As inflation hits 10%, stagflation is in play and worries of recession are making headlines, thoughts and reflections of the past begin to resurface. Some things were undeniably better in the 1970s and 80s – the music for a start! Other features of this era are certainly more debatable; the flares, the shoulder pads, the even bigger hair, and few people will care to recall the 17% UK interest rate of 1979. Stock markets laboured under the pressure of it all, but to us one investment strategy shone through the gloom and provided retail investors with decent returns and a realistic income to boot. The investment strategy in question proved resilient in the face of difficult stock markets too.
The investment concept adopted by earlier generations with the slogan “spend the interest not the capital” makes some sense when interest on savings is meaningful. Rarely does this protect underlying capital, let alone distributed income against inflation. A mixed asset portfolio should offer the ability to create a sensible yield and protect long term capital within a tolerable risk framework. As bond yields have typically fallen year-on-year for the past 30-years culminating in stock offering negative yields it has been difficult to include lower risk fixed income. Of course, equities have performed strongly fuelled by central bank liquidity driving a decent total return. As such, many advisers have adopted a total return approach where capital is harvested each year to provide withdrawals as “income” for those clients requiring it.
The post pandemic era has seen some dramatic shifts in the investment landscape so far. Inflation has returned, standing now at a 40-year high and equity markets have re-rated downwards as liquidity is finally withdrawn with the biggest impact hitting growth-oriented firms. Bond yields have risen as monetary policy tightens with the 10-year Treasury nudging 3.5%. Whilst equity values have typically fallen, those stocks with strong free cash flow and seasonally robust revenues such as energy, miners, banks, utilities, and food have offered greater stability and a reliable and attractive flow of regular income to shareholders in the form of dividends. In fact, over time, dividends have made up a decent percentage of total return (comprising around 30% of S&P 500 returns from 1940 to 2020) with dividend paying companies amongst some of the better performers over the long run. Today, pay-out ratios are modest offering attractive upside scope whilst strong free cash flows underpin valuations more robustly than many growth-oriented companies whose share prices have come under further stress as the cost of borrowing increases and earnings stutter. One major advantage the 2020s offers us is a global environment for dividend paying companies with a larger number of viable options for managers to research and select.
As at: 30th June 2021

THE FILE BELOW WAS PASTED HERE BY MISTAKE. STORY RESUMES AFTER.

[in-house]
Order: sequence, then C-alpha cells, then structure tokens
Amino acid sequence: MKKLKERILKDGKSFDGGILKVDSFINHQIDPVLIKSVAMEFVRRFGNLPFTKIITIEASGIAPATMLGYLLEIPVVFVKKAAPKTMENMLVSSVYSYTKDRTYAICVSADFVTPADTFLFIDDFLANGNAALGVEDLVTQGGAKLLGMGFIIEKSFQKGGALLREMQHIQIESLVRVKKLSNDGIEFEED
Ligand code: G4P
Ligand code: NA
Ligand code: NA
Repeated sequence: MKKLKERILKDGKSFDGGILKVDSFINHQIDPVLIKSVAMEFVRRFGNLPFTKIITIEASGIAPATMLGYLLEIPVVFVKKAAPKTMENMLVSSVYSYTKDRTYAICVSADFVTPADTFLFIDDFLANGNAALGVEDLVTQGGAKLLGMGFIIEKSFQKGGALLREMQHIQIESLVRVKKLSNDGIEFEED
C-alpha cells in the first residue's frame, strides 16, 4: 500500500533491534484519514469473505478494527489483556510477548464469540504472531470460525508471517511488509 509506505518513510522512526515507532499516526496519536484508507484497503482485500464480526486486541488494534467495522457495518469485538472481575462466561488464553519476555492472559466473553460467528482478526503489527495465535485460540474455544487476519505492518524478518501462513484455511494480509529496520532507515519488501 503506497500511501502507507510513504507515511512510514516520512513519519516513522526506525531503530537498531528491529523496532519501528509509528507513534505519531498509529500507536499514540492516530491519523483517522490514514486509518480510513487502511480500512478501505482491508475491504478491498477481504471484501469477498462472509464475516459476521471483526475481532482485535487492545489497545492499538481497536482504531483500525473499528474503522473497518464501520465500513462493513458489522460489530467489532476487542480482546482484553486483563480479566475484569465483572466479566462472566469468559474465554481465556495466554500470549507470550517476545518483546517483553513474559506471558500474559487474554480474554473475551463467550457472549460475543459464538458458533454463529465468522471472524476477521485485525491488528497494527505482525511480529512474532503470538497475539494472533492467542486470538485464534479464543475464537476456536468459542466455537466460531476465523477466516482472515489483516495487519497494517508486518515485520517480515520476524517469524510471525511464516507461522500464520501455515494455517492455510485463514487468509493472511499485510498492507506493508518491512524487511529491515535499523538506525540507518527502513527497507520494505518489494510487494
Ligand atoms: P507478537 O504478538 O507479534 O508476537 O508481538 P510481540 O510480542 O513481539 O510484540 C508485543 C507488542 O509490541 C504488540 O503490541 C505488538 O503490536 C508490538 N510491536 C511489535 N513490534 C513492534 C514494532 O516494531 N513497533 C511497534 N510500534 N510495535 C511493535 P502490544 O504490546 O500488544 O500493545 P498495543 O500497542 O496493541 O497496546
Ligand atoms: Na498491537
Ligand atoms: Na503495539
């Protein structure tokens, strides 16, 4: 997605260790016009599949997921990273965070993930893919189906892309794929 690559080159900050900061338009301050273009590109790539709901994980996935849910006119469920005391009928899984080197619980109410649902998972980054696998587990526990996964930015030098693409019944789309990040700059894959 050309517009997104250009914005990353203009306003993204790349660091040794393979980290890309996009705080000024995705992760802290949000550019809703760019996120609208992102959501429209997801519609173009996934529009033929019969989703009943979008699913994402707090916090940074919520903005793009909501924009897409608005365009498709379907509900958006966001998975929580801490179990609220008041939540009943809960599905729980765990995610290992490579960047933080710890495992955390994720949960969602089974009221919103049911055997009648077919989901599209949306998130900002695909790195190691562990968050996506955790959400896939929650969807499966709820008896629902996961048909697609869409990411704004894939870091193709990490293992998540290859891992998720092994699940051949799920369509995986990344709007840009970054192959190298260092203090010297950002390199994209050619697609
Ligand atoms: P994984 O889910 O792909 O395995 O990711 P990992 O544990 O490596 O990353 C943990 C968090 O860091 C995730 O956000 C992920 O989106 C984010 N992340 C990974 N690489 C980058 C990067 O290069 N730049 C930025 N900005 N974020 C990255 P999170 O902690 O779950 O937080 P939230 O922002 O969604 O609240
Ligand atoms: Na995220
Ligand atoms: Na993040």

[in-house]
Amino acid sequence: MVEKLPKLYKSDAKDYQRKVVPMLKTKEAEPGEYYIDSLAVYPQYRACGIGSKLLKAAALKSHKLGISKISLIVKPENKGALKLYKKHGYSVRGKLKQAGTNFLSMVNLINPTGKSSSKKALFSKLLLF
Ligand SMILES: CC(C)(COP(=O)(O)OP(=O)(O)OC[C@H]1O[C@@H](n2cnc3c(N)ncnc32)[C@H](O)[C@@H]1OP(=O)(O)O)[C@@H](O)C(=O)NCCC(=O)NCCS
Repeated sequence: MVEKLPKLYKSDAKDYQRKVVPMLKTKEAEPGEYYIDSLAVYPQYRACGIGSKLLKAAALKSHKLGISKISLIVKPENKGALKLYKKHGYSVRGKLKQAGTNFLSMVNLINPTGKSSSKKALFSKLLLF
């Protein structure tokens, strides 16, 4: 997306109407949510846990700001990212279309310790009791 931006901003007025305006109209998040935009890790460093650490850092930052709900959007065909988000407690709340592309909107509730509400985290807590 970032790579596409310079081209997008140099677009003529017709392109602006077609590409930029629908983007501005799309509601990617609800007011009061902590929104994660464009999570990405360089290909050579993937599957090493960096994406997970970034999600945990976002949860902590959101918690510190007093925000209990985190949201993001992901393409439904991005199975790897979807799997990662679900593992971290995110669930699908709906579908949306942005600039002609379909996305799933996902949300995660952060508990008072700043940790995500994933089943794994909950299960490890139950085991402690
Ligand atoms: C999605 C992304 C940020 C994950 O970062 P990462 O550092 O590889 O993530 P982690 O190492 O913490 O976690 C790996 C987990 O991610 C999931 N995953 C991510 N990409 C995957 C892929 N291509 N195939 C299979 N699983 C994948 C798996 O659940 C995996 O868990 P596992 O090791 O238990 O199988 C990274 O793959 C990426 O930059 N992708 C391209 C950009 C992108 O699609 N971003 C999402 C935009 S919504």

So, the environment looks supportive for dividend investing to make a viable return. The concept of a balanced risk mixed asset class portfolio offering a sensible and reliable income quite distinctly whilst capital can remain invested in real assets with the ability to protect against inflation over the long run supplemented by the ability to harvest a natural income rather than surrendering a total return.
A portfolio manager must of course avoid those companies over-paying and creating an income trap. Selection and monitoring are important to ensure generated income is sustainable and long lasting. A portfolio should ideally have to ability to smooth income although this is easier said than done with many equity dividends arriving early in the year. Fixed income coupons are paid on a regular “flat” basis helping the process. Overall risk must be monitored and balanced to ensure it aligns with the portfolio objective. Charges are always an important consideration with fees taken from capital or 50/50 from capital and income being probably most sensible. A sustainable yield of around 4 - 4.5% per annum should be within reach with overall risk well controlled.
The uses and applications of this investment approach will be recognised by Financial Advisers – where dividends can be rolled-up to generate a smoother total return profile, a natural yield taken by investors to supplement other retirement income and/or the yield percentage calculated to meet the required long term personal withdrawal amount for clients in drawdown. All of which will provide viable and attractive planning opportunities for investors – many of whom will no doubt be fearful about their investment future set against an impending recession and inflation ravaging cash savings. The selection of a retail platform with the ability to pay-out natural income from a portfolio will be on the due diligence list for professional advisers.
Financial Advisers recognising this viable approach may wish to consider the Alpha Beta Balanced Income Portfolio which is specifically designed and managed to deliver a natural income of 4 – 4.5% per annum, whilst investing in a balanced risk multi-asset portfolio designed to protect long term capital in real terms.